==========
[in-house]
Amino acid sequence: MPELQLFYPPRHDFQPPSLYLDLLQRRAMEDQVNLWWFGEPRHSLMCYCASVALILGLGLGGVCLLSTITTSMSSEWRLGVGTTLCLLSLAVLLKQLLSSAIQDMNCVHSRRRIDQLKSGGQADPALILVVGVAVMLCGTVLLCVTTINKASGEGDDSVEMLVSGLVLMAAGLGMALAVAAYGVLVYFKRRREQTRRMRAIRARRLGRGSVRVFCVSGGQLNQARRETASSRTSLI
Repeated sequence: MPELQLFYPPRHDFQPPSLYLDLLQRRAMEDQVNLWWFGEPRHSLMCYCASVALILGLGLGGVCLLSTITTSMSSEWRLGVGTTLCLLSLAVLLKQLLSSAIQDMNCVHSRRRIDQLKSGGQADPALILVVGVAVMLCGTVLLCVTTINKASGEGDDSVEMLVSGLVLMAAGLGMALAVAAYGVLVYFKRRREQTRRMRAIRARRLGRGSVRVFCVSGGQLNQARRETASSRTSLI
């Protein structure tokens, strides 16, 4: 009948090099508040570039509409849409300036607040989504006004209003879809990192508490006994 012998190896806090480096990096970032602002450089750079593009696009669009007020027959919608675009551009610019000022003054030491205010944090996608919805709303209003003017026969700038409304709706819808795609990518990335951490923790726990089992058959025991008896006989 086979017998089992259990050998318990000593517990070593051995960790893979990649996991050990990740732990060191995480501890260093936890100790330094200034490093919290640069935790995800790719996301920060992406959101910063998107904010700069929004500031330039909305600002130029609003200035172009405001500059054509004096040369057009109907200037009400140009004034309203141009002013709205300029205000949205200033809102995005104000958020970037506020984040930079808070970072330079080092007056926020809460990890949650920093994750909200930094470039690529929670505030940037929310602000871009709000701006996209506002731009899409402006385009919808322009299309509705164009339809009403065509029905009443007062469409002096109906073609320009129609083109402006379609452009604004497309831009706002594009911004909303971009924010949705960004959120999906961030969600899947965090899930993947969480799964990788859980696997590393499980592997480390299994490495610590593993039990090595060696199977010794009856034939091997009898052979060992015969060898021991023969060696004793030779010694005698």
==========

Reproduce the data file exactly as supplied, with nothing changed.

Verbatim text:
[in-house]
Amino acid sequence: MPELQLFYPPRHDFQPPSLYLDLLQRRAMEDQVNLWWFGEPRHSLMCYCASVALILGLGLGGVCLLSTITTSMSSEWRLGVGTTLCLLSLAVLLKQLLSSAIQDMNCVHSRRRIDQLKSGGQADPALILVVGVAVMLCGTVLLCVTTINKASGEGDDSVEMLVSGLVLMAAGLGMALAVAAYGVLVYFKRRREQTRRMRAIRARRLGRGSVRVFCVSGGQLNQARRETASSRTSLI
Repeated sequence: MPELQLFYPPRHDFQPPSLYLDLLQRRAMEDQVNLWWFGEPRHSLMCYCASVALILGLGLGGVCLLSTITTSMSSEWRLGVGTTLCLLSLAVLLKQLLSSAIQDMNCVHSRRRIDQLKSGGQADPALILVVGVAVMLCGTVLLCVTTINKASGEGDDSVEMLVSGLVLMAAGLGMALAVAAYGVLVYFKRRREQTRRMRAIRARRLGRGSVRVFCVSGGQLNQARRETASSRTSLI
């Protein structure tokens, strides 16, 4: 009948090099508040570039509409849409300036607040989504006004209003879809990192508490006994 012998190896806090480096990096970032602002450089750079593009696009669009007020027959919608675009551009610019000022003054030491205010944090996608919805709303209003003017026969700038409304709706819808795609990518990335951490923790726990089992058959025991008896006989 086979017998089992259990050998318990000593517990070593051995960790893979990649996991050990990740732990060191995480501890260093936890100790330094200034490093919290640069935790995800790719996301920060992406959101910063998107904010700069929004500031330039909305600002130029609003200035172009405001500059054509004096040369057009109907200037009400140009004034309203141009002013709205300029205000949205200033809102995005104000958020970037506020984040930079808070970072330079080092007056926020809460990890949650920093994750909200930094470039690529929670505030940037929310602000871009709000701006996209506002731009899409402006385009919808322009299309509705164009339809009403065509029905009443007062469409002096109906073609320009129609083109402006379609452009604004497309831009706002594009911004909303971009924010949705960004959120999906961030969600899947965090899930993947969480799964990788859980696997590393499980592997480390299994490495610590593993039990090595060696199977010794009856034939091997009898052979060992015969060898021991023969060696004793030779010694005698």